The NBA is putting profits over players’ lives

Illustration by Myah Anglin | The Signal

On March 11, the entire basketball world froze. The NBA decided that their player’s health was more important than profits. Well, until June, when the NBA Board of Governors decided to resume the league in sunny Orlando, Florida.  

When the Orlando Bubble concluded in October, many were astonished that there were zero positive COVID-19 cases among the 22 teams and thousands of Walt Disney World and NBA employees.

The Los Angeles Lakers spent over 100 days isolated from the real world, battling their way to a 17th championship in franchise history and finally rejoicing with their families. Almost as if the season never ended, the Orlando Bubble made the league near $2 billion in revenue.

But then came the 2020-21 season, and the harsh reality set in. Players, coaches and personnel were back home and not safely separated from society in their hotel.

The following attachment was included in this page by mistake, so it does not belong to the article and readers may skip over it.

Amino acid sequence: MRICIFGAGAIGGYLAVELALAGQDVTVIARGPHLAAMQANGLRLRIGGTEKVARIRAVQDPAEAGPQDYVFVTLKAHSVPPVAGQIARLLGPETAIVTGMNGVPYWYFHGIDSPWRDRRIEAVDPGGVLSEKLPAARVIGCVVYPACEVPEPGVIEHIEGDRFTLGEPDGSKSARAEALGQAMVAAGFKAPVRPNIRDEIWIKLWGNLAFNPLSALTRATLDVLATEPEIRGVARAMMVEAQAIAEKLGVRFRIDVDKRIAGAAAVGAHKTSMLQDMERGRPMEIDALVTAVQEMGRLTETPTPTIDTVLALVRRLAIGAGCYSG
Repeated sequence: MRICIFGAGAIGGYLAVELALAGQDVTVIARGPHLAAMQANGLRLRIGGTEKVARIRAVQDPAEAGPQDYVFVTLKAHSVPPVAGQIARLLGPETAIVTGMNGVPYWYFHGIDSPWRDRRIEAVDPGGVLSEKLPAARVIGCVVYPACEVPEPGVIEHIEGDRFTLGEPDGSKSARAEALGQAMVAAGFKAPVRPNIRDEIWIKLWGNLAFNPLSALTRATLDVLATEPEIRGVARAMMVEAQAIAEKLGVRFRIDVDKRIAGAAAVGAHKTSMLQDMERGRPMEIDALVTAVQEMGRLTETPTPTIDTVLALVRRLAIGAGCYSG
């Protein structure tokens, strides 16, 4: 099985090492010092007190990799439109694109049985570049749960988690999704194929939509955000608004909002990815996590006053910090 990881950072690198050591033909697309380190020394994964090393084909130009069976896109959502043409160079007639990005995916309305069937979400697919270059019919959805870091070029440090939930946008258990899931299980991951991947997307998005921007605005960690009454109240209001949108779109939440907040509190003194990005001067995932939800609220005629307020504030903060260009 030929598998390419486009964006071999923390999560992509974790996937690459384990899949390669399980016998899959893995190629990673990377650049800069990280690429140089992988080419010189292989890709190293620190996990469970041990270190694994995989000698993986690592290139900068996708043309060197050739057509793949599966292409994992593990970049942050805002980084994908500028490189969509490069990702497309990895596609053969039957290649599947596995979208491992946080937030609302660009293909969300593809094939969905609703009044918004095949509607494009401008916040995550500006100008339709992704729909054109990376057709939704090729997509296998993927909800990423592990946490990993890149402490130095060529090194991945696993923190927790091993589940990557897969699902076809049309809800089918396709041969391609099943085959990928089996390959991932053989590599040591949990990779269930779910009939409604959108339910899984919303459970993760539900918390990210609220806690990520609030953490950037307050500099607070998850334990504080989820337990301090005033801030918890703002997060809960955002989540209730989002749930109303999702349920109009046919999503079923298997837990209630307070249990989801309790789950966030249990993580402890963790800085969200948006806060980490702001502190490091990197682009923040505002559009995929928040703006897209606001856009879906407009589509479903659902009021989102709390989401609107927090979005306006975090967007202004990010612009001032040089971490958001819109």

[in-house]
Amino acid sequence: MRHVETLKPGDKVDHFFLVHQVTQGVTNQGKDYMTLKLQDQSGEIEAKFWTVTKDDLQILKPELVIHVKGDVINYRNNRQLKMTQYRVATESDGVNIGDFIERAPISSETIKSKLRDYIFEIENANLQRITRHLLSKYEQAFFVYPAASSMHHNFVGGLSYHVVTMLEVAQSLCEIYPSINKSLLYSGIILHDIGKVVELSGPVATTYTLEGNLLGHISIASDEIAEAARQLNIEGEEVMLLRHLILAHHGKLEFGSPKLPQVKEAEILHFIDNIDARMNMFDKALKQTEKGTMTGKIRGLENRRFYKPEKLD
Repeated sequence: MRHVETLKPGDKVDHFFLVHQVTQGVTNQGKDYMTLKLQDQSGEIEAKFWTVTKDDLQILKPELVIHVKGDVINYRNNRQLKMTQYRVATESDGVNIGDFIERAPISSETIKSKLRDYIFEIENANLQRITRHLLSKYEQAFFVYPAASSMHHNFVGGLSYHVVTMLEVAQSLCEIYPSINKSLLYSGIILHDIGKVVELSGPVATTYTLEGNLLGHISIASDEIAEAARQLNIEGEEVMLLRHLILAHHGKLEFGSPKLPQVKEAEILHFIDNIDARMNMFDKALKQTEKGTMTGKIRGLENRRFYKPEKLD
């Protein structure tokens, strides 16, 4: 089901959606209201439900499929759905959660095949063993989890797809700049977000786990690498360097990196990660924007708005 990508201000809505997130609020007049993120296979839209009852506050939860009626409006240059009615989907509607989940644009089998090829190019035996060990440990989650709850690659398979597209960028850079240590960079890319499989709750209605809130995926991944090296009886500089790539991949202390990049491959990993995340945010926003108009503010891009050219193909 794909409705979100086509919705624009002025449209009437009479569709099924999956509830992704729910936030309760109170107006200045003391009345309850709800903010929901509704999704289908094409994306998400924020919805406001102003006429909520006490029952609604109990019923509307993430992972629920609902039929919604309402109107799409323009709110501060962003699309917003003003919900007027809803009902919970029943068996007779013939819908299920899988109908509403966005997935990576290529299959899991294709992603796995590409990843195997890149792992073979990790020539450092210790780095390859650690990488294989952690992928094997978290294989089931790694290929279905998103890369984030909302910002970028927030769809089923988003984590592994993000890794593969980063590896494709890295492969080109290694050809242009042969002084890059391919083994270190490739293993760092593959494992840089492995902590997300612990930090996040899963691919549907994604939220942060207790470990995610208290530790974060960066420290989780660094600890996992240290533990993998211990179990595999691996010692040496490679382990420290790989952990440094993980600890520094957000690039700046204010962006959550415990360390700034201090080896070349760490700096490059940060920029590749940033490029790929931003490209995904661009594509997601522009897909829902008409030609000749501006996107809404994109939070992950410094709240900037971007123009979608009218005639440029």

Even commissioner Adam Silver expressed cautious optimism, saying, “[I’m] optimistic about improvements in February … after we get through the darkest days.”

Players can no longer enjoy meals together or gather at the hotel pools with teammates and other friends competing on opposing teams. The luxury of traveling the country quickly became a hassle as Sharpies were exchanged for hand sanitizer. COVID-19 quickly gripped the league as a new wave and new variants of the virus took the nation by storm.

The harsh reality even tackled once-healthy players.

If you have been on sports Twitter over the past few weeks, you will notice a typical headline: “NBA team quarantined after playing the [Washington] Wizards.” The Boston Celtics were just the latest team to see a COVID outbreak after facing the Wizards. 

The league met this pattern with a massive lockdown of the teams, including but not limited to prohibiting non-team guests. The season just started and is already at risk of facing the previous season’s fate. 

In addition to the Wizards, several other teams are postponing games after not meeting the required eight-players to compete in a game. There are even players who are re-contracting the virus that has taken over 400,000 lives in the U.S. so far.